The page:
When placing a wager on sports events, especially if the outcome’s likely to be in the contestants’ favour, you’ll often see the + and – next to the odds. What do these symbols mean? In this article, we’ll explore the origins of odds and where they come from, as well as how to read and use them correctly.
According to the Oxford English Dictionary, ‘odds’ is “the amount of money, or equivalently the bet, required to win (something)”. The definition includes both short-handed odds, e.g. “the odds of winning a race”, and long-handed odds, e.g. “the odds of rainfall at Metereor in the next twenty-four hours”. The latter are also referred to as the ‘full odds’.
The earliest record of the use of odds in relation to betting can be traced back to 1836 in England, where they were first used in a betting slip. But it wasn’t until the twentieth century that they became widely adopted across sportsbooks and casinos. In the UK, for example, they were used from the 1910s until the 1950s, when they were gradually phased out in favour of more abstract odds symbols such as “x” for evens and “o” for odds.
What Are The Origins Of Odds?
While there’s no exact record of when and where odds originated, it’s generally accepted that they come from a place with a very rich betting heritage: Ireland. In fact, the Irish word for ‘odds’ is ‘béaráid’, which literally means ‘bear arms’ (as in ‘castle defence’) due to the widespread practice of placing wagers on the outcome of battles between rival families or clans. This practice developed into a sort of sport in its own right and eventually led to the establishment of the Irish Jockey Club in 1889 – the same year that odds were first used in relation to sport in England. The English and Irish versions of odds later merged to form what we know today as ‘sports odds’.
Another possible source of odds is the French town of Nice. According to local folklore, a Nice native named Michel de Montaigne wrote the first ever book on ‘the science of betting’ in the 16th century. In it, he described a process of trial and error before a match, whereby a punter would wager on the outcome and then analyze the results to determine how much he should actually bet on the winning side. According to the Nice mayor’s office, locals still call their town ‘Montagne’ after this eccentric polymath. Perhaps the most likely source of odds, though, is from Barcelona, where a 17th-century book titled El Cocotiero Catalan offered suggestions on how to increase winning chances by using odds. This may have been the origin of professional punters hunching over a table with a pile of paper and pencils, ready to do their calculations as soon as the stumps are drawn in an England vs India cricket match.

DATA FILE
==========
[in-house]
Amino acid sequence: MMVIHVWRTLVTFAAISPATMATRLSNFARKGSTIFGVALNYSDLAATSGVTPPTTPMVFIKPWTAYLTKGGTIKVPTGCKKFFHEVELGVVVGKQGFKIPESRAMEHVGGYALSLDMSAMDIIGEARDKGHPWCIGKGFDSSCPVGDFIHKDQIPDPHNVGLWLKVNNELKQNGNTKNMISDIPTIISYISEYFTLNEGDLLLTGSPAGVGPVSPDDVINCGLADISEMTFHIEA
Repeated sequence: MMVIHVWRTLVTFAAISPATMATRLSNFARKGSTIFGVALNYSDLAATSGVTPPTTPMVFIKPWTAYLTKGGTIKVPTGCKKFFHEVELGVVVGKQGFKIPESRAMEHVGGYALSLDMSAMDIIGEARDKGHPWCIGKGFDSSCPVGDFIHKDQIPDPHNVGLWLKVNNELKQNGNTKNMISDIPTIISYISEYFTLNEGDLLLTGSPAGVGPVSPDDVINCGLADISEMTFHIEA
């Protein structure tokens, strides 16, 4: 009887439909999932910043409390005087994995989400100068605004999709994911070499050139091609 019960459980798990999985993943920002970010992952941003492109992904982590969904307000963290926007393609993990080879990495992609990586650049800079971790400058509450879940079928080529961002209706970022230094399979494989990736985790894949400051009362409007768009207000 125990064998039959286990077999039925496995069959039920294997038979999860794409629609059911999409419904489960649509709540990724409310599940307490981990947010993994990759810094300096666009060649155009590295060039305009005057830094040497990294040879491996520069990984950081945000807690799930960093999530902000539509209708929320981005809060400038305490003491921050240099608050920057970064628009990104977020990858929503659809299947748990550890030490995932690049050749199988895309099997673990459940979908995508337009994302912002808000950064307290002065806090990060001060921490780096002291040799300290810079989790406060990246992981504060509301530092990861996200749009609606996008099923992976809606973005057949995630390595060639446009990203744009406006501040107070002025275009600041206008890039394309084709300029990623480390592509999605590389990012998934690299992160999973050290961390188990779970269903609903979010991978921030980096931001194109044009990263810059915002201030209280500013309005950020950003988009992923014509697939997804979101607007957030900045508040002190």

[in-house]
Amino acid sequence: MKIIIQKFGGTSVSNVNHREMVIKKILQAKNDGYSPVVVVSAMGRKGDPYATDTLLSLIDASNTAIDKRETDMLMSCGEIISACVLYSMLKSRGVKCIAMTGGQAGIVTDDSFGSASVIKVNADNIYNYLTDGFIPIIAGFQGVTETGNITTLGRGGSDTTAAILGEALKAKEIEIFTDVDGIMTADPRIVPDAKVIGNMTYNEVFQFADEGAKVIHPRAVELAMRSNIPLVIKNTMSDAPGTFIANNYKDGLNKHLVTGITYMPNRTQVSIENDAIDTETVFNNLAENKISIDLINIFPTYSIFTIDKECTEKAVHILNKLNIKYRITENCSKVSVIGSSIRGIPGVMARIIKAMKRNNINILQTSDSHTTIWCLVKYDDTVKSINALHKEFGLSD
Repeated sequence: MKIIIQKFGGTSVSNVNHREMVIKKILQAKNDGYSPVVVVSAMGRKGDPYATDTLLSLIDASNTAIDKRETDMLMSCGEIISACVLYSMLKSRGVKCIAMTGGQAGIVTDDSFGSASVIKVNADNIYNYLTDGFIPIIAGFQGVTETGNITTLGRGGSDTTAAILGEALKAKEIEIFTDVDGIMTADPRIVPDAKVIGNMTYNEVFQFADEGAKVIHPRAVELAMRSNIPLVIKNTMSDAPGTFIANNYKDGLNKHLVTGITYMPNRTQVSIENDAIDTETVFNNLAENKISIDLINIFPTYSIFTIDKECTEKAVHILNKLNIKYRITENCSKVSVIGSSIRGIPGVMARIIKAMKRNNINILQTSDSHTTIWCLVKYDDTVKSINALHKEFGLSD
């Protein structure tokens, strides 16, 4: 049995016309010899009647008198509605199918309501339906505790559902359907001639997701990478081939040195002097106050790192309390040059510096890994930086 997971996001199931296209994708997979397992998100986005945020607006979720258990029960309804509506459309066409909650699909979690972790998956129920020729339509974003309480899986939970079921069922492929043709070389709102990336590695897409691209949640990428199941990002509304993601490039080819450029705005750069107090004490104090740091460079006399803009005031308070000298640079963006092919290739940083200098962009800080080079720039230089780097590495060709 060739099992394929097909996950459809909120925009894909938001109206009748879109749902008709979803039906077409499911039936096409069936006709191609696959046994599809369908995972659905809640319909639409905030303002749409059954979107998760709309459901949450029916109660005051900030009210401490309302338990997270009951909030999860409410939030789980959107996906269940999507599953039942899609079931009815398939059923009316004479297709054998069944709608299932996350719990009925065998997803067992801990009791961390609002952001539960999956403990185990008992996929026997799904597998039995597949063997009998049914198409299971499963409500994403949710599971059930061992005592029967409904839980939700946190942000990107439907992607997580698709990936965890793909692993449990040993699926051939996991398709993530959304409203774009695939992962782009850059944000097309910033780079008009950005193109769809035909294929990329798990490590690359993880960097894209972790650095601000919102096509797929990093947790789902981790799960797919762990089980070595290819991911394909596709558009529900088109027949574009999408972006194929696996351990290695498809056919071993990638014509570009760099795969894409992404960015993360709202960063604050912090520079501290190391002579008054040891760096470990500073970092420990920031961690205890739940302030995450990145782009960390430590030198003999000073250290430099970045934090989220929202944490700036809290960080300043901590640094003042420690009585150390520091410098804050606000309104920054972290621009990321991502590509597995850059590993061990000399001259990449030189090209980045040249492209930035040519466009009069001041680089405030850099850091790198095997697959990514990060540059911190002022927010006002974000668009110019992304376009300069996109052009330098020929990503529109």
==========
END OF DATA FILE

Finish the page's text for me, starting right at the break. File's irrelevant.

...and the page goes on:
Odds & Fixed Odds
Nowadays, when people think of betting odds, they usually think of them in relation to sports events. But they have much more widespread usage in other areas as well, such as horse racing. In particular, fixed odds betting (FOB) developed in the 19th century as a way of providing additional motivation for people to bet on certain outcomes. Basically, this is when a bookmaker sets the odds on an event before the start of the game. Those who back the sports teams/actors/commissions are encouraged to do so because the odds are often ‘fixed’ to be in their favour. This gives them a temporary edge in winning, although it can sometimes be difficult to assess how many points or dollars they should wager based on pre-game odds, as the game may end up being a draw. In that case, the bookmaker would have gained nothing. But people who bet on certain outcomes sometimes have an edge based on the fact that the odds were set in their favour beforehand – a practice still referred to as ‘value betting’ today.
How To Read & Use Odds
While it’s always best to consult a dictionary or thesaurus to confirm the correct meaning of a word or phrase, the only way to properly understand sports odds is by learning to read them correctly. Simply put, this means that you should learn to look at the odds on a betting slip, not at the letters + or – next to them. The OED also advises that you should “learn to appreciate that equivalencies exist between different measures of risk”, so even if you think that the favourite is ‘obviously’ the superior choice based on pure statistics, this may not be the case if they are both considered ‘risky’ bets. As with most things in life, there is no single ‘correct’ way to read or use odds – it’s a matter of personal preference.